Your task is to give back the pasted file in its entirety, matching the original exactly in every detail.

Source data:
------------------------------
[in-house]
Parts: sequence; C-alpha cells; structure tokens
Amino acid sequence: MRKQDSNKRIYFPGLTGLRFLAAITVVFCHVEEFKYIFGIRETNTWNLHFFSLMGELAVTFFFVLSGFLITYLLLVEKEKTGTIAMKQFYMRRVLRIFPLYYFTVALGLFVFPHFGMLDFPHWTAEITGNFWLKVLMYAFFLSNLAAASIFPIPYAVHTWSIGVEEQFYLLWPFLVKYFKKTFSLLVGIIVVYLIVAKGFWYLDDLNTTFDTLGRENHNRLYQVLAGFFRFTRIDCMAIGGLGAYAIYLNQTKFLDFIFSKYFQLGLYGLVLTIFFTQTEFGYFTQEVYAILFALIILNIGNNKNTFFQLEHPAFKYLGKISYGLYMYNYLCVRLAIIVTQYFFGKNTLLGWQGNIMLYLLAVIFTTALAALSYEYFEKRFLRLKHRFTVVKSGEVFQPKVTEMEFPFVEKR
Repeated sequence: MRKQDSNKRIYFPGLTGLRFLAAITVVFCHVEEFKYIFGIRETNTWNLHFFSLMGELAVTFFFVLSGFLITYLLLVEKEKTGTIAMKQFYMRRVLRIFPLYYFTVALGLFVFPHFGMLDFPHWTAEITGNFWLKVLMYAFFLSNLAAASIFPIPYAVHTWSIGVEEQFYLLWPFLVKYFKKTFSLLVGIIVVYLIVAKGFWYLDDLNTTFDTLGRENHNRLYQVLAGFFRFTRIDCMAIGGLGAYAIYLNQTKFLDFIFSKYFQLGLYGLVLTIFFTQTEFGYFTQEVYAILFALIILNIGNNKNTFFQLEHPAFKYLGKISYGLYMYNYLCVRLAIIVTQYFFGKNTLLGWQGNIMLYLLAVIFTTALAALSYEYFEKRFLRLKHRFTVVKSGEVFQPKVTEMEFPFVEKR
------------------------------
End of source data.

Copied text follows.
[in-house]
Parts: sequence; C-alpha cells; structure tokens
Amino acid sequence: MRKQDSNKRIYFPGLTGLRFLAAITVVFCHVEEFKYIFGIRETNTWNLHFFSLMGELAVTFFFVLSGFLITYLLLVEKEKTGTIAMKQFYMRRVLRIFPLYYFTVALGLFVFPHFGMLDFPHWTAEITGNFWLKVLMYAFFLSNLAAASIFPIPYAVHTWSIGVEEQFYLLWPFLVKYFKKTFSLLVGIIVVYLIVAKGFWYLDDLNTTFDTLGRENHNRLYQVLAGFFRFTRIDCMAIGGLGAYAIYLNQTKFLDFIFSKYFQLGLYGLVLTIFFTQTEFGYFTQEVYAILFALIILNIGNNKNTFFQLEHPAFKYLGKISYGLYMYNYLCVRLAIIVTQYFFGKNTLLGWQGNIMLYLLAVIFTTALAALSYEYFEKRFLRLKHRFTVVKSGEVFQPKVTEMEFPFVEKR
Repeated sequence: MRKQDSNKRIYFPGLTGLRFLAAITVVFCHVEEFKYIFGIRETNTWNLHFFSLMGELAVTFFFVLSGFLITYLLLVEKEKTGTIAMKQFYMRRVLRIFPLYYFTVALGLFVFPHFGMLDFPHWTAEITGNFWLKVLMYAFFLSNLAAASIFPIPYAVHTWSIGVEEQFYLLWPFLVKYFKKTFSLLVGIIVVYLIVAKGFWYLDDLNTTFDTLGRENHNRLYQVLAGFFRFTRIDCMAIGGLGAYAIYLNQTKFLDFIFSKYFQLGLYGLVLTIFFTQTEFGYFTQEVYAILFALIILNIGNNKNTFFQLEHPAFKYLGKISYGLYMYNYLCVRLAIIVTQYFFGKNTLLGWQGNIMLYLLAVIFTTALAALSYEYFEKRFLRLKHRFTVVKSGEVFQPKVTEMEFPFVEKR